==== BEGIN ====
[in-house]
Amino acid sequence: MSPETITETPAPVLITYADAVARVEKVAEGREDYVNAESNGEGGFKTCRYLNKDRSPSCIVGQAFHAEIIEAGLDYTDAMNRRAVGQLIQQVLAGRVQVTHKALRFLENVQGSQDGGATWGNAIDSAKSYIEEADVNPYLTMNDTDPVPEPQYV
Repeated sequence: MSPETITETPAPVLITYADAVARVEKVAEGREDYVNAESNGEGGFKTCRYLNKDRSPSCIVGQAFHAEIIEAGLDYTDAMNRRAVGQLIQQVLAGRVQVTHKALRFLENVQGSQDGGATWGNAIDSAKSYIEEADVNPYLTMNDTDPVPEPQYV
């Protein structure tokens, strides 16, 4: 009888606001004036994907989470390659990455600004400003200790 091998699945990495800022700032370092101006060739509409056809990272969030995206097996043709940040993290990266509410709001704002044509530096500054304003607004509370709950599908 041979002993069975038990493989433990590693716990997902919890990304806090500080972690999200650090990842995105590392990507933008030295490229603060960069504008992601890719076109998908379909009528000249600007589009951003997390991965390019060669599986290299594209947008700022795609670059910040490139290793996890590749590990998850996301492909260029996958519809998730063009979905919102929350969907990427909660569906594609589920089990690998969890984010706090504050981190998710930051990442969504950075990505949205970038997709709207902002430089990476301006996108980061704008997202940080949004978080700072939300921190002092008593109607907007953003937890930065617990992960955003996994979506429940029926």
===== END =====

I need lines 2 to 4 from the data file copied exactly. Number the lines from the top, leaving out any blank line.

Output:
Amino acid sequence: MSPETITETPAPVLITYADAVARVEKVAEGREDYVNAESNGEGGFKTCRYLNKDRSPSCIVGQAFHAEIIEAGLDYTDAMNRRAVGQLIQQVLAGRVQVTHKALRFLENVQGSQDGGATWGNAIDSAKSYIEEADVNPYLTMNDTDPVPEPQYV
Repeated sequence: MSPETITETPAPVLITYADAVARVEKVAEGREDYVNAESNGEGGFKTCRYLNKDRSPSCIVGQAFHAEIIEAGLDYTDAMNRRAVGQLIQQVLAGRVQVTHKALRFLENVQGSQDGGATWGNAIDSAKSYIEEADVNPYLTMNDTDPVPEPQYV
């Protein structure tokens, strides 16, 4: 009888606001004036994907989470390659990455600004400003200790 091998699945990495800022700032370092101006060739509409056809990272969030995206097996043709940040993290990266509410709001704002044509530096500054304003607004509370709950599908 041979002993069975038990493989433990590693716990997902919890990304806090500080972690999200650090990842995105590392990507933008030295490229603060960069504008992601890719076109998908379909009528000249600007589009951003997390991965390019060669599986290299594209947008700022795609670059910040490139290793996890590749590990998850996301492909260029996958519809998730063009979905919102929350969907990427909660569906594609589920089990690998969890984010706090504050981190998710930051990442969504950075990505949205970038997709709207902002430089990476301006996108980061704008997202940080949004978080700072939300921190002092008593109607907007953003937890930065617990992960955003996994979506429940029926």